The indigenous peoples of this land (muurs) constructed hundreds of thousands of earthen pyramids, mounds and animal-shaped effigies in each state drained by the Mississippi (Meschacebe) River and its tributaries.

The map itself is based on a Google map that depicts the locations of over 340 authentic Native American mounds, earthworks and archaeological sites, the oldest of which is considered to be the 5,400-year-old Watson Brake, according to the journal Archaeology.

Native Americans, not Moors, built these structures.

"As someone who works with pre-Columbian cultures, I can say that there is absolutely no evidence for New World mound and pyramid building being connected to Africans or African cultures. New World mounds and pyramids are the products of Native American cultures," the Archaeological Institute of America's Ben Thomas told Lead Stories.

The Library of Congress states that free and enslaved Africans came to North America with Spanish explorers in the early 15th century, but were not living in Spanish Florida until the late 16th century.

The actual North American origin story

Though there is some disagreement surrounding the exact dates of human migration to North America by a few thousand years, scientists generally agree that Native American ancestors first descended from Asia approximately 13,000 to 15,000 years ago.

"There are multiple theories about the peopling of the Americas and consensus is hard to find. The main theories include a terrestrial route -- Beringia [an] ice-free corridor around 13,000-15,000 years ago -- and a Pacific coastal route that is generally considered to be earlier than the terrestrial one," Thomas told Lead Stories.

"All that being said, there is agreement on one thing - the first people that came to the Americas [were] derived from Asian populations."

Additional Lead Stories fact checks of claims related to African Americans can be found here.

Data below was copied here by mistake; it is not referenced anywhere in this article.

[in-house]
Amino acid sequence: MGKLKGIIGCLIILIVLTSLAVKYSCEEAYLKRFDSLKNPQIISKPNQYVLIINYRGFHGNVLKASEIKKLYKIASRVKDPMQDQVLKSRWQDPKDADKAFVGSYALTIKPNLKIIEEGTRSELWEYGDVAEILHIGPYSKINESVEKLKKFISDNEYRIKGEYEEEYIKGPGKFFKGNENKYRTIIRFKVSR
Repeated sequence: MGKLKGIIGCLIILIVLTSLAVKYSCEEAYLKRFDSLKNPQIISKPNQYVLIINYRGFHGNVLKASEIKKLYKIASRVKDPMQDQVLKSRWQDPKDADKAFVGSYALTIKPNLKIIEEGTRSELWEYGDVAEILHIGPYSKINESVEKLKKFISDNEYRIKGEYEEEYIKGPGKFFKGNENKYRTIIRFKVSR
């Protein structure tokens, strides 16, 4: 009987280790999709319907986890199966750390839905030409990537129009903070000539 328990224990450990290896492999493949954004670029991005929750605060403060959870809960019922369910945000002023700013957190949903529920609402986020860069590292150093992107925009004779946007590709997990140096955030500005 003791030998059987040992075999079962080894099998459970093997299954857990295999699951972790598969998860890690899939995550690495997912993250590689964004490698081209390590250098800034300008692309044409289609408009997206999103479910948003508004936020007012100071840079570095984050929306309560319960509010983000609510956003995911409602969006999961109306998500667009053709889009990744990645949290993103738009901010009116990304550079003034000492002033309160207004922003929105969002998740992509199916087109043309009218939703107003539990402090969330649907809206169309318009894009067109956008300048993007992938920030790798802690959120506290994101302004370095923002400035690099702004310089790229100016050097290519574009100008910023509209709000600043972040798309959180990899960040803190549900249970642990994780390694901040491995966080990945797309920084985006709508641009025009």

Want to inform others about the accuracy of this story?

See who is sharing it (it might even be your friends...) and leave the link in the comments.:

  Madison Dapcevich

Raised on an island in southeast Alaska, Madison grew up a perpetually curious tidepooler and has used that love of science and innovation in her now full-time role as a science reporter for the fact-checking publication Lead Stories.

Read more about or contact Madison Dapcevich

About Us

International Fact-Checking Organization Meta Third-Party Fact Checker

Lead Stories is a fact checking website that is always looking for the latest false, misleading, deceptive or inaccurate stories, videos or images going viral on the internet.
Spotted something? Let us know!.

Lead Stories is a:


Subscribe to our newsletter

* indicates required

Please select all the ways you would like to hear from Lead Stories LLC:

You can unsubscribe at any time by clicking the link in the footer of our emails. For information about our privacy practices, please visit our website.

We use Mailchimp as our marketing platform. By clicking below to subscribe, you acknowledge that your information will be transferred to Mailchimp for processing. Learn more about Mailchimp's privacy practices here.

Most Read

Most Recent

Share your opinion